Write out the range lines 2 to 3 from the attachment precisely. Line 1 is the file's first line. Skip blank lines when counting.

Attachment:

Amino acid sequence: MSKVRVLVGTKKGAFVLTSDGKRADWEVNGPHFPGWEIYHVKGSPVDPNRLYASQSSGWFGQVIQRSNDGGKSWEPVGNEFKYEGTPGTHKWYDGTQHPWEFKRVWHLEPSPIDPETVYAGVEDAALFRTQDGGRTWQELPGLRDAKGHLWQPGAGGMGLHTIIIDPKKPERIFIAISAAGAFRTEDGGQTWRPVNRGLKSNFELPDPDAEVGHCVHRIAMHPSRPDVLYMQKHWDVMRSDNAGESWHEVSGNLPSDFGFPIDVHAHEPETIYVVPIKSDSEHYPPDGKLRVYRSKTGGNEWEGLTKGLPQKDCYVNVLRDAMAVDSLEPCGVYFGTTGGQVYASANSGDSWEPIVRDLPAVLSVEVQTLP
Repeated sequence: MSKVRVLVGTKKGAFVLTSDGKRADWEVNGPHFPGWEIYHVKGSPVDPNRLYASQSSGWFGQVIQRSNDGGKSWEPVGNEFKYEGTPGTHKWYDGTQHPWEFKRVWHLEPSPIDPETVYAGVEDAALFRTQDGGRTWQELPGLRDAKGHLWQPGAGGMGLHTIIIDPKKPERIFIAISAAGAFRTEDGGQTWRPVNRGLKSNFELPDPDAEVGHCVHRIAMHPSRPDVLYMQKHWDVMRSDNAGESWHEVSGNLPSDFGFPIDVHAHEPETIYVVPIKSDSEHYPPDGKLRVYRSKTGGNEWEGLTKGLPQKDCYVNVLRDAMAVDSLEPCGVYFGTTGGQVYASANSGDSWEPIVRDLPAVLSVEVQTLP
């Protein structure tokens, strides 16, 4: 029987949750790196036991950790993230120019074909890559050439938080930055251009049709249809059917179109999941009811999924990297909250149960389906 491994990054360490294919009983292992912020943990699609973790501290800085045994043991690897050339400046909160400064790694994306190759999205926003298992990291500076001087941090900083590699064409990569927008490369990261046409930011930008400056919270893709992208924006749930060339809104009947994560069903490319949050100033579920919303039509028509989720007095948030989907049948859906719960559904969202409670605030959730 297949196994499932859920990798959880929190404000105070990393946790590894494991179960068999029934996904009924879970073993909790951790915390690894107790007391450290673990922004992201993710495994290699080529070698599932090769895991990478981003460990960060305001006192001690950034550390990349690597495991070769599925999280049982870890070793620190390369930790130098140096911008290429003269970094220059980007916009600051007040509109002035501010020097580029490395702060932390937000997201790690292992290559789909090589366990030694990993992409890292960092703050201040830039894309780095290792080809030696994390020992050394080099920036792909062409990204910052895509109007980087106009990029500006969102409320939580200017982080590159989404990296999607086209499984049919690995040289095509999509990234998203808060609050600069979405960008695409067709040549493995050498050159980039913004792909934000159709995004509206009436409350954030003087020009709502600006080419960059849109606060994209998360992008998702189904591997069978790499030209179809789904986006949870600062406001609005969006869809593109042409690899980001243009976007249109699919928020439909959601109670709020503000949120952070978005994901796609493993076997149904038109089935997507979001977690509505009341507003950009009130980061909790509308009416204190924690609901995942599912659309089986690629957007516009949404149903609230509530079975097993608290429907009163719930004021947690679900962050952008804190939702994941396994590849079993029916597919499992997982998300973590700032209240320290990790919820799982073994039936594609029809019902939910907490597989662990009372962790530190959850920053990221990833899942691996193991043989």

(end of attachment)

Repeated sequence: MSKVRVLVGTKKGAFVLTSDGKRADWEVNGPHFPGWEIYHVKGSPVDPNRLYASQSSGWFGQVIQRSNDGGKSWEPVGNEFKYEGTPGTHKWYDGTQHPWEFKRVWHLEPSPIDPETVYAGVEDAALFRTQDGGRTWQELPGLRDAKGHLWQPGAGGMGLHTIIIDPKKPERIFIAISAAGAFRTEDGGQTWRPVNRGLKSNFELPDPDAEVGHCVHRIAMHPSRPDVLYMQKHWDVMRSDNAGESWHEVSGNLPSDFGFPIDVHAHEPETIYVVPIKSDSEHYPPDGKLRVYRSKTGGNEWEGLTKGLPQKDCYVNVLRDAMAVDSLEPCGVYFGTTGGQVYASANSGDSWEPIVRDLPAVLSVEVQTLP
């Protein structure tokens, strides 16, 4: 029987949750790196036991950790993230120019074909890559050439938080930055251009049709249809059917179109999941009811999924990297909250149960389906 491994990054360490294919009983292992912020943990699609973790501290800085045994043991690897050339400046909160400064790694994306190759999205926003298992990291500076001087941090900083590699064409990569927008490369990261046409930011930008400056919270893709992208924006749930060339809104009947994560069903490319949050100033579920919303039509028509989720007095948030989907049948859906719960559904969202409670605030959730 297949196994499932859920990798959880929190404000105070990393946790590894494991179960068999029934996904009924879970073993909790951790915390690894107790007391450290673990922004992201993710495994290699080529070698599932090769895991990478981003460990960060305001006192001690950034550390990349690597495991070769599925999280049982870890070793620190390369930790130098140096911008290429003269970094220059980007916009600051007040509109002035501010020097580029490395702060932390937000997201790690292992290559789909090589366990030694990993992409890292960092703050201040830039894309780095290792080809030696994390020992050394080099920036792909062409990204910052895509109007980087106009990029500006969102409320939580200017982080590159989404990296999607086209499984049919690995040289095509999509990234998203808060609050600069979405960008695409067709040549493995050498050159980039913004792909934000159709995004509206009436409350954030003087020009709502600006080419960059849109606060994209998360992008998702189904591997069978790499030209179809789904986006949870600062406001609005969006869809593109042409690899980001243009976007249109699919928020439909959601109670709020503000949120952070978005994901796609493993076997149904038109089935997507979001977690509505009341507003950009009130980061909790509308009416204190924690609901995942599912659309089986690629957007516009949404149903609230509530079975097993608290429907009163719930004021947690679900962050952008804190939702994941396994590849079993029916597919499992997982998300973590700032209240320290990790919820799982073994039936594609029809019902939910907490597989662990009372962790530190959850920053990221990833899942691996193991043989």